When the mandate to “shelter in place” to slow the spread of the coronavirus came down from San Francisco Mayor London Breed on March 16, office workers of the city cast aside their ID badges, put away their mass transit Clipper cards, and hit the grocery stores for coffee pods and sandwich bread. And a lot of toilet paper.
It’s a pattern that’s being followed in other hard-hit areas across the country. The rest of California is now locked down, and New York City is almost there. If you listen to the medical experts, the expectation is that many more of you across the country will probably soon be homebound as well.
To all new teleworkers: Welcome to my world.
Five years ago, I exchanged my heels and slacks for Lululemon leggings and Ugg slippers, and never looked back. My workspace, as a freelance writer, is now an office in the back of my house. I talk with my boss by instant message, and I file my work electronically.
It turns out, there’s rarely a need to go into an office—if ever. But working from home does present a different set of challenges. Here are some of the ways I’ve learned to make the most out of working from home.
Set up an honest-to-goodness workstation
As a writer, give me the internet, my laptop, and my iPhone, and I’m pretty much good to go, almost anywhere. Still, to be truly efficient, you need a few more tools to set yourself up for at-home success.
I’m talking about an ergonomic chair, a desk, and a space whose sole purpose is to make me a productive member of society. That way, even though my workplace is steps from my bedroom, my mindset switches into work mode.
Even before everyone started wiping down surfaces, I had always tended to keep a clean workspace. After all, janitorial services are not around to wash my coffee cup or empty my wastebasket. This also helps me keep my focus on work.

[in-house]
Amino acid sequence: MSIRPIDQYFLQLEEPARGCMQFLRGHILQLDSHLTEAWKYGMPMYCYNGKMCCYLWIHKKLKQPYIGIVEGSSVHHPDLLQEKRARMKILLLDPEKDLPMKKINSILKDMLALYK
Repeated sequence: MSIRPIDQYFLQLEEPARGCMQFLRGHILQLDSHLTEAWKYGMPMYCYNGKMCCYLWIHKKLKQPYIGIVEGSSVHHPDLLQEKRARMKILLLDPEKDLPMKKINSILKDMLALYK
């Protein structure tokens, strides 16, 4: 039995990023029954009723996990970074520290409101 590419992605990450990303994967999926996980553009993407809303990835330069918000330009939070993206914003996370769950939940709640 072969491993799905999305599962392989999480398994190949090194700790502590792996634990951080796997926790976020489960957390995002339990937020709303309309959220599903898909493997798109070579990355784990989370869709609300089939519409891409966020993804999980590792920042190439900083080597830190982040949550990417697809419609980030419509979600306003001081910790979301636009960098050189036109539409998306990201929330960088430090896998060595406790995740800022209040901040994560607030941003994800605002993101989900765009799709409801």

An orderly work area can also help you get other parts of your life in shape. Recently, once my work is done, I’ve been using my home office to attend to some personal business: purging old paperwork and doing my taxes. Getting this stuff sorted out during the week means that come the weekend, there’s more me time.
Take mental health breaks when you need them
An upside of working at home is being able to go outside, and not just into the office parking lot. Since I’m not wasting time on a commute, I start most days with a morning run—and these days, the streets are way quiet. Still, hiking, walking, and biking are all allowed under the shelter in place order, as long as we each keep our distance of 6 feet from each other.
I’m lucky enough to live mere blocks from the Presidio National Park, a nirvana of trails, trees, and views of the ocean. But no matter where you are, just taking a walk around the block or a neighborhood jog will help clear your head and make you happier, healthier, and—yes, boss—more productive.
Plan healthy homemade meals
I did try ordering lunch from an app once. It arrived so late it became dinner. So, even before the stay-at-home mandate, I have been preparing meals from my fridge.
With a little planning, it’s possible to pick up provisions for healthy, easy lunches, such as salads, soups, and sandwich fixings. (Grocery shopping has been deemed an essential activity, so get going.) These days, my morning java is from a single-serve coffee machine. Forget the candy jar on your co-worker’s desk, and stock up on raw almonds, dark chocolate, protein bars, and fresh fruit. Eating right can help keep you alert and focused.
Enjoy some quality time with pets
If you have a dog, it will give you extra motivation to take those mental health breaks we talked about earlier—get up from your desk, get outside, enjoy the fresh air, and get in some steps. Playtime with my pup is one of the best perks to sticking around during the day. If you’re now at home and have dogs, trust me, they will think they’ve hit the puppy jackpot. As for cats, well, they will most likely tolerate your existence. Probably.
The post How I Learned to Make the Most of Working From Home—and You Can Too appeared first on Real Estate News & Insights | realtor.com®.
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